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On Remoting: Ensuring That Working Remotely Really Works

By Chris Colbert

This coronavirus, known as COVID-19, has stalled the global economy and the major corporations that are its engine. In the effort to get businesses moving, while keeping their employees and contractors safe, large employers have made working remotely, or Remoting, an urgent priority. This race to safety and business continuity is largely focused on the technologies required to allow a workforce to work from home (WFH), i.e. providing access to desktops, files, data and each other. Today’s major employers just want to ensure that their employees can still do their functional jobs remotely. And because of the technology available, they now can.

I believe that there is much more to come with the global race to Remoting. After, and perhaps even before the COVID-19 crisis is over, many employers and many of their employees will have realized that the Remoting approach can be a longer-term win-win. For larger companies, Remoting represents a potential savings in office and even some labor costs. With this, some employees may possibly be willing to accept lesser pay in exchange for more work from home flexibility, and zero to nominal commute time and the associated expense. The worker will experience greater autonomy and less quality of life burden and their employer will be freed from the burden of providing expensive office space, and now able to recruit globally with no concern for candidate proximity or relocation. The result: a win, win and the very likely outcome that Remoting becomes a preferred work modality for many large employers and thousands of their employees around the world.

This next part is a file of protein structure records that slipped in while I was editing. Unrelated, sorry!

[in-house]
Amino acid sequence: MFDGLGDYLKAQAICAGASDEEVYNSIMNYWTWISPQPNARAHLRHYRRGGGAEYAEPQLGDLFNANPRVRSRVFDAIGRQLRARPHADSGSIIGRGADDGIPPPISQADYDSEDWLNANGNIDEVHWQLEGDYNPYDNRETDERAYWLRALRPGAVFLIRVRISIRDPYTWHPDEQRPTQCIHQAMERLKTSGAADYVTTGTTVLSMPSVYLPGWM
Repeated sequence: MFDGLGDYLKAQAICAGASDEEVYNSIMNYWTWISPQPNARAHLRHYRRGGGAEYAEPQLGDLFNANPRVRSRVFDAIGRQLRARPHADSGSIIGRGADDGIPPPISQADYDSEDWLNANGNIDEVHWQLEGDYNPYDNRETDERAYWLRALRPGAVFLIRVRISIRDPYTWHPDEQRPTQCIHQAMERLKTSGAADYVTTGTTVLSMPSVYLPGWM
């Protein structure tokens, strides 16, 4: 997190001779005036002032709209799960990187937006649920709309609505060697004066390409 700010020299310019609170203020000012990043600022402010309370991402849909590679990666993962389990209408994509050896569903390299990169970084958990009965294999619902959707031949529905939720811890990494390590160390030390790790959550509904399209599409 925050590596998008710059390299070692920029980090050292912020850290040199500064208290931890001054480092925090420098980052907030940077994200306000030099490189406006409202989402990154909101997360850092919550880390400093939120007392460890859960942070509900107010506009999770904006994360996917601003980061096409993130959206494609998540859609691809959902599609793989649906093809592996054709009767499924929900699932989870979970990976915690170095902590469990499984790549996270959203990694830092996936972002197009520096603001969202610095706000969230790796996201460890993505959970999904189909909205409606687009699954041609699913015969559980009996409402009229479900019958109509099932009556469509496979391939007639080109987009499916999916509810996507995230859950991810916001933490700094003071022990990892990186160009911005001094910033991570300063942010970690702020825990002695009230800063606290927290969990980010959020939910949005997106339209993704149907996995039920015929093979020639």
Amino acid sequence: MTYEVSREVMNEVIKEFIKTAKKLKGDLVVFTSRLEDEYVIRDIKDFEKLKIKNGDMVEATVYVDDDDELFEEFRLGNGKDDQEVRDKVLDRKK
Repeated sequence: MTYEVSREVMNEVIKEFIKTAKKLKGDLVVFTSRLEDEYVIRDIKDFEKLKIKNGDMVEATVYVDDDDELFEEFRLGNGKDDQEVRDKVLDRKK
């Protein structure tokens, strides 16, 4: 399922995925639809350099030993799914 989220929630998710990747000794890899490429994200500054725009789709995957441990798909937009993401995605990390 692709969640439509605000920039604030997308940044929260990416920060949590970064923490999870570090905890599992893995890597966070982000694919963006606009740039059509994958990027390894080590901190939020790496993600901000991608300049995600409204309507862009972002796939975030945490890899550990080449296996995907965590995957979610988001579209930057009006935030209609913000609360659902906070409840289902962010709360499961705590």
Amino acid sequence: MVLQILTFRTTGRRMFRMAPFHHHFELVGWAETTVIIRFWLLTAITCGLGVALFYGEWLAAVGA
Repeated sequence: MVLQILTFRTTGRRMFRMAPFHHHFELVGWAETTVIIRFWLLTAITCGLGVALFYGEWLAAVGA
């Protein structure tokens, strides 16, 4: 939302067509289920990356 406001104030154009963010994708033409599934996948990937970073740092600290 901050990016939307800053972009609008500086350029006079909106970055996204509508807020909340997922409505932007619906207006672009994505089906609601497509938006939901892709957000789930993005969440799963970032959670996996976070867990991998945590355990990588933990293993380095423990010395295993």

The “glitch” (and of course opportunity) in all this is that once a workforce is WFH-enabled, the employer’s question will inevitably shift from “Are they able to work?” to “Are they working productively?” and even “Are they happy?” The singular focus on worker safety and business continuity will be quickly followed by a need to assess remote labor productivity, employee satisfaction, and overall return on investment.

To extract the full value of Remoting, corporations must embrace the importance of it being a “Protocol-first” endeavor, where standards of team management, development and communications are enabled by technologies and tools and vice versa.

The design task must focus on answering the following nine fundamental questions and then comparing those answers to the current protocols and policies in place in order to identify the gaps and gap fillers:

  1. Foundation: How do we ensure that every employee, from top to bottom, shares the same set of values, truths, and beliefs about the why, what and how of the organization? And an understanding of the organization’s behavioral norms and unwritten rules?

  2. Map: How do we ensure that every employee understands where the organization is headed and how it fits with where they are headed and vice versa? And how well resourced the organization and they are to realize their desired destinations?

  3. Measure: